3 Benefits of Dietary Fibre
We have all heard the message for years that we need to up our intake of dietary fibre, but why? What is so special about it that means we need to get more of it in. Well, there is one benefit that I am sure we are all familiar with that I wont particularly labour on - it increases digestive transit and keeps us regular and everything flowing smoothly. This is though, in my opinion, probably the least exciting benefit we get from it. There are three areas where dietary fibre can really benefit us that go far beyond just keeping things moving.
It increases satiety
One of the major benefits of dietary fibre is it really does help to curb our appetite and keep us full. It takes on water almost immediately. Many times its ow weight in fact and It can begin to swell. Whilst most of this happens lower down in the digestive tract, it begins to happen in the upper digestive tract too. This enlarges the stomach contents. The stomach does have stretch receptors within its walls that detect ‘how full’ we are. The receptors basically send nerve signals to the brain that the stomach is expanding and our appetite begins to diminish. So - we eat less!!! This can really help to curb excess food consumption. How many times when you have eaten dead refined white carbohydrates like white bread or pastries, have you felt hungry again a little while later. There is also emerging evidence that high fibre diets positively impact upon satiety hormones, the hormones that actually influence appetite.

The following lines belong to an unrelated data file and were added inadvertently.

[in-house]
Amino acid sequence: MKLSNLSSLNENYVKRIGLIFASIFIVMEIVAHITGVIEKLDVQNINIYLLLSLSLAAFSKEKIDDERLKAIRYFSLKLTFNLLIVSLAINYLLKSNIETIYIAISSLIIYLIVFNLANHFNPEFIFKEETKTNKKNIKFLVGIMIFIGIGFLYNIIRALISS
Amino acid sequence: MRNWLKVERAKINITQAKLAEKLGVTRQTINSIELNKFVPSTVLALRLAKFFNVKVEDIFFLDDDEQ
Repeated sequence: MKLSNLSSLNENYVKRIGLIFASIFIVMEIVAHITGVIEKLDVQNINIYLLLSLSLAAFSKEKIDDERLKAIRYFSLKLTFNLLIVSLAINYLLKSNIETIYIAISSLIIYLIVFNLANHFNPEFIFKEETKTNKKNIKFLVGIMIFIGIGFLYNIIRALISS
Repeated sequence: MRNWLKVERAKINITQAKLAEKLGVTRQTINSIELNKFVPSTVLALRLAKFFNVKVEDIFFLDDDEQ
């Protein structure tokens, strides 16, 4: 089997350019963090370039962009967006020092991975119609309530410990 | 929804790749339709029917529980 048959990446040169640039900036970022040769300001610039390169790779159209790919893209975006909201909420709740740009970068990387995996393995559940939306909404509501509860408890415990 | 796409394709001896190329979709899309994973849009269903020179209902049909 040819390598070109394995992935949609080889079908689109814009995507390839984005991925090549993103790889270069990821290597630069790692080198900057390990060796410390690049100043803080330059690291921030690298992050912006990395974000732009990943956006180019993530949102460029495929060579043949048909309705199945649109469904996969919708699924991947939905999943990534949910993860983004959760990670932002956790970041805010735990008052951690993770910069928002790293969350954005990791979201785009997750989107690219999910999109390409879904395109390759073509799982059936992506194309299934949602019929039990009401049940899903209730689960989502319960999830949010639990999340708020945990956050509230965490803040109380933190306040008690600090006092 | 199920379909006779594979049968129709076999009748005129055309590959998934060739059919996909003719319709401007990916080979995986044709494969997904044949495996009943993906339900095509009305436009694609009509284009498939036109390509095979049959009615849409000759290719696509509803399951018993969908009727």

It supports cardiovascular health
One extremely positive impact that dietary fibre can have is that it can positively impact cardiovascular health. There are two distinct fibre types that both coexist in high fibre foods - soluble fibre and insoluble fibre. The insoluble variety literally goes straight through us relatively intact. The soluble on the other hand partially dissolves, takes on many times its own weight in water, and forms a gel like substance in the gut. This substance traps cholesterol in the digestive tract and prevents it from being absorbed. This isn't cholesterol from food, this is cholesterol that has been made in the liver, and then used to form bile for fat digestion. Once it has played its role in digestion, this cholesterol gets absorbed from the digestive tract into systemic circulation. By trapping it here, soluble fibre gradually pulls down serum cholesterol. Remember though, total cholesterol number is only one tiny part of the picture, we need far more information to make a decision.
It nurtures gut flora
The final exciting thing that dietary fibre can do for us, is help to grow and establish our gut flora, the bacterial colony that lives in the gut. This is due to the presence of prebiotic substances. These are very large high molecular weight carbohydrates in high fibre foods that do not get broken down in the upper part of the digestive tract, ie the small intestine, like the more simple carbohydrates do. These large complex sugars actually require our gut bacteria to break them down in a fermentation process called saccharolytic fermentation. When this takes place, several beneficial events occur. Our gut flora start to increase in number so the population and colony gets stronger. As well as an increase in bacteria number, during the fermentation process, the bacteria release by products that are formed, such as butyric acid. These byproducts are incredibly useful as they stimuate many repair mechanisms within gut tissue. So consuming these types of prebiotic substances we increase gut bacterial number and create a healthier local environment for them to flourish.